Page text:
THE LEGAL fight is not over.

Three dismissed instructors at the College of Fine Arts and Design (CFAD) have filed a motion for reconsideration before the National Labor Relations Commission (NLRC) following a March 26 ruling in favor of the UST administration.

“The CFAD professors said they will push through [up to] the Supreme Court, because it’s the right thing [to do]. The collective bargaining agreement (CBA) and the Labor Law were violated by UST [officials],” Reynaldo Reyes, UST Faculty Union vice president for grievance and complaints, said.

NLRC’s latest decision reversed the March 17, 2011 ruling of the Office of the Labor Arbiter, which found the dismissal of the instructors against UST illegal. UST had filed two motions for reconsideration before the NLRC.

The decision said UST “cannot be held liable for illegal dismissal” as it “only acted pursuant to the mandate of law” in removing CFAD instructors Raymond Son, Raymund Antiola, and Wilfredo Pollarco from employment.

Clarita Carillo, Vice Rector for Academic Affairs, said in an e-mail to the Varsitarian that the recent decision supports the University’s stand on the issue of requiring master’s degrees for faculty members.

“The University owes it to its various stakeholders, even to its 400-year-old history and tradition of excellence, not to compromise its quality standards,” she said.

The instructors filed separate charges against University officials before the NLRC on July 5, 2010 for alleged illegal termination after their refusal to sign waivers issued by the Office of the Vice Rector for Academic Affairs and Research.

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The waiver required non-tenured faculty members without master’s degrees to renounce their right to tenureship.

Two years ago, UST decided to strictly implement Commission on Higher Education (Ched) Memorandum Order 40, series of 2008 (CMO 40), or the Manual of Regulation for Private Education of 2008 (Morphe).

Section 35 of the Morphe states that a faculty member can only be tenured in a higher education institution when he is “a holder of master’s degree,” and, if applicable, a holder of the appropriate professional license.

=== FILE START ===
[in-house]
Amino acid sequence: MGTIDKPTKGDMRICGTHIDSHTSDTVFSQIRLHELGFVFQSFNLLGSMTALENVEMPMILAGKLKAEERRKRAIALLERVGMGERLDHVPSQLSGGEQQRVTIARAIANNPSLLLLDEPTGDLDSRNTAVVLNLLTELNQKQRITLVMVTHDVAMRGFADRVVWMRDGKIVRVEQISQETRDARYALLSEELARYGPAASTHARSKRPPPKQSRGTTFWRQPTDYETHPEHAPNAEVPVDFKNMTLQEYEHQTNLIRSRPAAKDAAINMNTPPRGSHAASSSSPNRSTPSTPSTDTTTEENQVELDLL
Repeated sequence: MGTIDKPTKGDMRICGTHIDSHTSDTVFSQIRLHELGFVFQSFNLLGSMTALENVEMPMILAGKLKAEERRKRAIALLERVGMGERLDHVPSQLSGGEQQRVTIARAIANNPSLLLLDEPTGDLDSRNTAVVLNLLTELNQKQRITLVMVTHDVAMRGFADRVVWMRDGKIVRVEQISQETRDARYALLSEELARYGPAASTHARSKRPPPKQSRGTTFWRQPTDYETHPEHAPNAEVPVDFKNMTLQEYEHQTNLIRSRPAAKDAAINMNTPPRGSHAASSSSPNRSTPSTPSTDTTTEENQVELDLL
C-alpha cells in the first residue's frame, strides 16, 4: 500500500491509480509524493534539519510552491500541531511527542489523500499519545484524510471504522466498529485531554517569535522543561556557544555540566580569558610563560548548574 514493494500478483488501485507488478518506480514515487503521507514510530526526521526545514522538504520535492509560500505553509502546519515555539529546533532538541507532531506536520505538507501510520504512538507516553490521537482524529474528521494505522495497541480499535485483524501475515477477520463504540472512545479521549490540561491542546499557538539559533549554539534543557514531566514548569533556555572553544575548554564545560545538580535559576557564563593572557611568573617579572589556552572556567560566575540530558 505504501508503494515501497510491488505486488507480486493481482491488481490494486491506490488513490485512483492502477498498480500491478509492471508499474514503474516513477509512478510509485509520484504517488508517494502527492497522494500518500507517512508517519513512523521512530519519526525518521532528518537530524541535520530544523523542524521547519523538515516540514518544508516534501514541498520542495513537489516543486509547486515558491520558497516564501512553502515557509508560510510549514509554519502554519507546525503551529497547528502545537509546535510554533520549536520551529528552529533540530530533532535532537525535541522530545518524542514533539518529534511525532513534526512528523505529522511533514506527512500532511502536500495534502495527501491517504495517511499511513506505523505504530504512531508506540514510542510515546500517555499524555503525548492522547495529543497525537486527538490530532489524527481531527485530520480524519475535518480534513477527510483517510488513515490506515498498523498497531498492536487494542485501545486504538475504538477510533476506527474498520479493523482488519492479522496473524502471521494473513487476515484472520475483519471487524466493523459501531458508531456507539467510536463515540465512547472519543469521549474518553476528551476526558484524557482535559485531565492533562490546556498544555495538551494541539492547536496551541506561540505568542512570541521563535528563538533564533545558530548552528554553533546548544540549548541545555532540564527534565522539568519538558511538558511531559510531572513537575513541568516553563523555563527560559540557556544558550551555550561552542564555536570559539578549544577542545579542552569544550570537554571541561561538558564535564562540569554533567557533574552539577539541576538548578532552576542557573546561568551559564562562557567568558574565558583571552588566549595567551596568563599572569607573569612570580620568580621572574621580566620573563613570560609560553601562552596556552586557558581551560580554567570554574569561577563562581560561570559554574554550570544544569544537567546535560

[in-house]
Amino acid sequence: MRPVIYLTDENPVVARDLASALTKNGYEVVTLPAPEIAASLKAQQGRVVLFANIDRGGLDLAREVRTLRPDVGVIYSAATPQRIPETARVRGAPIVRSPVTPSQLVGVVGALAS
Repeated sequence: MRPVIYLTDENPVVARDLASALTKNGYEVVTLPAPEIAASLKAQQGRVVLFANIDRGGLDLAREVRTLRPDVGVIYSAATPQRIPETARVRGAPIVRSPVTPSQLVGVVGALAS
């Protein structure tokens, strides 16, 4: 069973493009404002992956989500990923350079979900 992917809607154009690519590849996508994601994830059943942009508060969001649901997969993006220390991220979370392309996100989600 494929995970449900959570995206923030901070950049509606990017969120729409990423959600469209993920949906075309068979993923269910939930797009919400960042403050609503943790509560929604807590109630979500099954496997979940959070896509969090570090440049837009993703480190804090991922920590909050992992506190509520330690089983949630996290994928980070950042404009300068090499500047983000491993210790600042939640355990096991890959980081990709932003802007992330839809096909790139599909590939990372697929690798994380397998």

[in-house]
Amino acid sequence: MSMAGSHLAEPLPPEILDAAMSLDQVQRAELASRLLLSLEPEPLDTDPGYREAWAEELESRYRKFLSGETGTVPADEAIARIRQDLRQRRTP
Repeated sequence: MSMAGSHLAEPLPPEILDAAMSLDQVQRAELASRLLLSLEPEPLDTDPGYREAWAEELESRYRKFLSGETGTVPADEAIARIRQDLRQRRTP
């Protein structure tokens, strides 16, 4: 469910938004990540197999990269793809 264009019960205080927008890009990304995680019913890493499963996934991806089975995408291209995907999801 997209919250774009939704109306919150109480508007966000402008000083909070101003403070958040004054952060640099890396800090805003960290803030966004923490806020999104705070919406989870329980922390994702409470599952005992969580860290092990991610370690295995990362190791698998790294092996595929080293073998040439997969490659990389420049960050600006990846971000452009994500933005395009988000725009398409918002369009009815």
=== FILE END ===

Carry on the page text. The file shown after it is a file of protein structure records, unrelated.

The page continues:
Section 1A, Article 15 of the 2006-2011 CBA, meanwhile, states that previously hired faculty members are given five semesters to earn a master’s degree, otherwise they will be removed from service.

“UST agreed that despite [the fact that a faculty member] is in absence of a master’s degree, if they are rehired after the fifth semester, they are deemed tenured,” Reyes pointed out.

Pollarco, Antiola, and Son had taught for more than five years in CFAD.

But the latest decision of the NLRC stated that “the provisions [of CMO 40] should take precedence over the CBA, considering that the former has the force and effect of the law.”

Reyes said that while it is correct that CMO 40 must take precedence, the University in effect waived the memorandum’s provisions when it signed the CBA.

The University should have helped faculty members without post-graduate degrees instead of terminating them, especially after the Ched’s instruction in 2010 for higher educational institutions to follow CMO 40, he said.

“Our contention is that the Ched memorandum in 2010 itself does not say that those who continue teaching without master’s degrees will be terminated. Rather, it is addressed to the University, [for it to] strengthen and implement CMO 40,” he said. “In other words, it is to help those faculty members who were hired without the required degree to finish it.”

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Reyes also expressed his doubts that the University is in full compliance with CMO 40.

“If UST was strict in the implementation, and if CMO 40 is necessary and mandatory, how come it allowed faculty members without master’s degrees to continue teaching once they signed the waiver and terminated those who were not willing to do so?” he said.

Moreover, the complaint is against violations committed by some University officials, and not against UST, Reyes said.

“The clean name of the University should be preserved, and one way of preserving that is to fight for what is right,” he said. “Our complaint is actually to preserve the integrity of the University against malpractice violations, not by [UST] but by those people in those positions.”

The Varsitarian sought statements from Son, Antiola, and Pollarco, but they have yet to respond. Nigel Bryant B. Evangelista


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